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August 05, 2012


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Orin Kerr

The difficulty is that game rules are often somewhat arbitrary, so there can be a difference between the team that did "better" in some idealized sense and the "team with the higher score" as a technical matter. Once you accept that, then why aren't the rules on how to break ties themselves part of the scoring system? Put another way, if the rules of the game include guidance on how to decide scores when the initial scores are tied, why aren't the subsequently decided scores the "real" scores so that there isn't actually a tie?

Patrick S. O'Donnell

At the very least, we should recall the immortal words of George Brett: “If a tie is like kissing your sister, losing is like kissing you grandmother with her teeth out.”

For those poor souls who don't know who Brett is:

Howard Wasserman

How far does this go? Would you have awarded co-World Cups to Japan and the U.S. from last summer's Women's World Cup rather than using penalty kicks as a tiebreaker? And is there some historical estoppel at work? Some sports (baseball, basketball) have always (or at least in their "modern" versions) avoided ties and always have had mechanisms (continued play) to break the tie. Is the objection just tiebreakers that don't go follow the typical rules of the game?

David Orentlicher

I think an answer to Orin lies in Howard's question--a big problem with tiebreakers is their tendency to measure different capacities than does the primary event. The gymnastic tiebreaker ends up comparing two athletes on the basis of three rather than four events, and they may not end up with the same three events being counted. Or playing a soccer match for 60 minutes draws on a much greater range of skills than does taking penalty kicks to settle a tie. So yes, I think Japan and the U.S. should have been crowned as co-champions in the World Cup (or they should have played another full match).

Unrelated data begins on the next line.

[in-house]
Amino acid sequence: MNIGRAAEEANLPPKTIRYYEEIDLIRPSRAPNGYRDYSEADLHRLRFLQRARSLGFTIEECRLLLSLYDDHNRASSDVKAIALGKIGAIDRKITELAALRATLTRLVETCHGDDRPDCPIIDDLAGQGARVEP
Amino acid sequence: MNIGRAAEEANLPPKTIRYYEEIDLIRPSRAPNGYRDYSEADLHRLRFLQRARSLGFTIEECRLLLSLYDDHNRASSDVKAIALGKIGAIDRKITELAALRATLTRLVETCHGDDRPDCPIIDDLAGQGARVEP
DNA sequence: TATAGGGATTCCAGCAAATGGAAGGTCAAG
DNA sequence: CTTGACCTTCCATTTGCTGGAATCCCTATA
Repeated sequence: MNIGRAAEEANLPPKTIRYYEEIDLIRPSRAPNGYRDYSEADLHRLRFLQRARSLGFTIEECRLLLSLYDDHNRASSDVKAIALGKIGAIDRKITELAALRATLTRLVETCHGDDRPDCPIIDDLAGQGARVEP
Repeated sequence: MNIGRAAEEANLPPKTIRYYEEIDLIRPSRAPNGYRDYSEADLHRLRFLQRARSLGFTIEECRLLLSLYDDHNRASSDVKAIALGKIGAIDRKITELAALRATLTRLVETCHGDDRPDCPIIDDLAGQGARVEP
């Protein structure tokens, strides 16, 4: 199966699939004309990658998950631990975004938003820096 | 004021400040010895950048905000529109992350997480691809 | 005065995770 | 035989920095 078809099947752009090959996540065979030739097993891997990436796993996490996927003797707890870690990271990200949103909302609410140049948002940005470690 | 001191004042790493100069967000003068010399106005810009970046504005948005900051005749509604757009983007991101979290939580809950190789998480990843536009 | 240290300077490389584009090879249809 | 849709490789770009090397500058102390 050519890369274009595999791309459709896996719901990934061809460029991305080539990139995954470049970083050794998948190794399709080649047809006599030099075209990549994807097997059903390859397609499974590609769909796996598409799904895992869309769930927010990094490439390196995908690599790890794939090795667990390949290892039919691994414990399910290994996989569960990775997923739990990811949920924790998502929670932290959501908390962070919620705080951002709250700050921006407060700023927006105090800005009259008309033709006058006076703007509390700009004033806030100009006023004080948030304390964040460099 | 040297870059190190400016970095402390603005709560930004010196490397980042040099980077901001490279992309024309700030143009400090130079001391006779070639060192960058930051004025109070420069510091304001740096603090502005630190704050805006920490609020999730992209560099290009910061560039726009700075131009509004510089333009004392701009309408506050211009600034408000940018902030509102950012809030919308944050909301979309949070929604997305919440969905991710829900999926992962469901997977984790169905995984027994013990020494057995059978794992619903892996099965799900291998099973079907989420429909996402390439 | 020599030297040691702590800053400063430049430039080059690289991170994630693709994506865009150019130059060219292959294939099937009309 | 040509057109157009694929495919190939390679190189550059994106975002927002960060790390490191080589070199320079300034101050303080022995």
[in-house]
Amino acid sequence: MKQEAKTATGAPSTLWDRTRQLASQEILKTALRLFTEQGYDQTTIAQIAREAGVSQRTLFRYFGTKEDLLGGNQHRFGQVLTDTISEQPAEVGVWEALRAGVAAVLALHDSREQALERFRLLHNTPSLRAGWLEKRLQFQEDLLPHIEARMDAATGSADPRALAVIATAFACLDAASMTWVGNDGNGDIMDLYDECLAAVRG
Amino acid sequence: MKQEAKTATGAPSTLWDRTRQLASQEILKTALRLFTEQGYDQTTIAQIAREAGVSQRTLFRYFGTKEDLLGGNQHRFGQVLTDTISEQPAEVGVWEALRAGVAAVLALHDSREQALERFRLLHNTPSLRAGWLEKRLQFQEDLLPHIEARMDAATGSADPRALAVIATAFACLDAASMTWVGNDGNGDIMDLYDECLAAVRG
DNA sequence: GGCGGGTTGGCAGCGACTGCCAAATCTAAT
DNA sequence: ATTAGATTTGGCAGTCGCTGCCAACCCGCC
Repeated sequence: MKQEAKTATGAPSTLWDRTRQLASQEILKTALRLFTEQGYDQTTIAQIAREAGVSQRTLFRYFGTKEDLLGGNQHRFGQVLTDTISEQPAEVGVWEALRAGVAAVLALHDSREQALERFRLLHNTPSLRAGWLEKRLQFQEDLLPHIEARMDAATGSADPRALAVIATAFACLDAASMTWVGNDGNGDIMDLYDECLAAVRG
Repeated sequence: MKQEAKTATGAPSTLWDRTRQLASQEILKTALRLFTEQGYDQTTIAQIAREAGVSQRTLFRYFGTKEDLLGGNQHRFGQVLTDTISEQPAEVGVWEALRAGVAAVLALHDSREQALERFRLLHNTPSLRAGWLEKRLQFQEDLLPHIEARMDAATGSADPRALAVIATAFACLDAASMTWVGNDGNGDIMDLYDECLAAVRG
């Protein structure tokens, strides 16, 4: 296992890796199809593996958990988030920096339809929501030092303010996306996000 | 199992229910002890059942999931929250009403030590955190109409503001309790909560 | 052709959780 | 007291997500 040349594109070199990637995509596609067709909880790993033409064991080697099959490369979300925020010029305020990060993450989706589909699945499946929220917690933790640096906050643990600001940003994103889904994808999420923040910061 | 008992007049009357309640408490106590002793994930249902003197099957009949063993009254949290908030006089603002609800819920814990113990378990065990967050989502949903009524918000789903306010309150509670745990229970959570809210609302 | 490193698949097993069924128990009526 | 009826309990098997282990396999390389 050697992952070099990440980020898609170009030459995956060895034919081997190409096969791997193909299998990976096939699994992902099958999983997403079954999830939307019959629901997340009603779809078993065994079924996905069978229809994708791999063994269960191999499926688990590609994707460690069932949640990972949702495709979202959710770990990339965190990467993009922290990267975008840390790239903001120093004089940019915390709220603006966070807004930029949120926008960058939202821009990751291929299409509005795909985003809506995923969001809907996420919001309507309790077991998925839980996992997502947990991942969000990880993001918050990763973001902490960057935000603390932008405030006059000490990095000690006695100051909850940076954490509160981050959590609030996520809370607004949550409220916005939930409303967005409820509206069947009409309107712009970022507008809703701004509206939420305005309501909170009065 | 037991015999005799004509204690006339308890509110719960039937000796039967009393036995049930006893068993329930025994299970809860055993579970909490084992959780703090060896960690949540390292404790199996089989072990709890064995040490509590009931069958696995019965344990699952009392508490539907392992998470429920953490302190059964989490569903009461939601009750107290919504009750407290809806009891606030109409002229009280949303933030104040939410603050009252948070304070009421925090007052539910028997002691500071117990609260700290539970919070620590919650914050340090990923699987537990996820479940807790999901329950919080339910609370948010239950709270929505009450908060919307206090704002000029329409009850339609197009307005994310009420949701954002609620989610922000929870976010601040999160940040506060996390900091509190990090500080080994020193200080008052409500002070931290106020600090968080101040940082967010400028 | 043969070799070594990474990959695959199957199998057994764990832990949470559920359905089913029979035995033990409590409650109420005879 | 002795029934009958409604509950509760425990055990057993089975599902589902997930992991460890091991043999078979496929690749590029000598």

With other sports like golf or American football, the players are at least engaged in the same kind of competition for the tiebreaker. But there still is the difference between competing for a whole match and competing for a brief tiebreaker. Comparing two golfers in a sudden death or three-hole playoff is very different from comparing golfers over 72-holes of play. Similarly, comparing football teams for a sudden death playoff is very different from comparing the teams for 60 minutes.

I think extra innings or extra periods are less troublesome than other kinds of tiebreakers, but even then, I'm not sure why we're better off breaking the tie than recognizing that the competitors were equal.

Orin Kerr

David, thanks for the response. It seems that you have some sort of "similar capacities" test in mind, by which internal game rules are legitimate or illegitimate ways of distinguishing competitors based on whether they sufficiently resemble the rest of the game as a whole. I suppose this debate somewhat resembles the Casey Martin case at the U.S. Supreme Court -- PGA Tour, Inc. v. Martin, 532 U.S. 661 (2001)

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Howard Wasserman

Some of this is perspective and definition. If we define the game period a certain way, we don't actually have a tie: A soccer game is 90 minutes + additional 15-minute period until one team has a lead; a baseball game is 9 innings + additional innings until one team has a lead. We no longer are creating a tie-breaker that utilizes different skills; breaking the tie is part of the game.

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David Orentlicher

Orin, thanks for the Martin cite. As you indicate, it frames the debate nicely. Howard, your examples illustrate how extra innings or periods are the fairest kinds of tiebreakers. Playing baseball for ten innings instead of nine or soccer for 105 minutes instead of 90 doesn't change the nature of the competition in the way that sudden death or penalty kick tiebreakers do. And tiebreakers between two teams are fairer than tiebreakers in many-person, individual competitions. While Mustafina and Raisman were allowed to drop their lowest score, other gymnasts who finished below them were not. Or when Stewart Cink and Tom Watson played 76 holes in the 2009 British Open, other players competed for only 72 holes.

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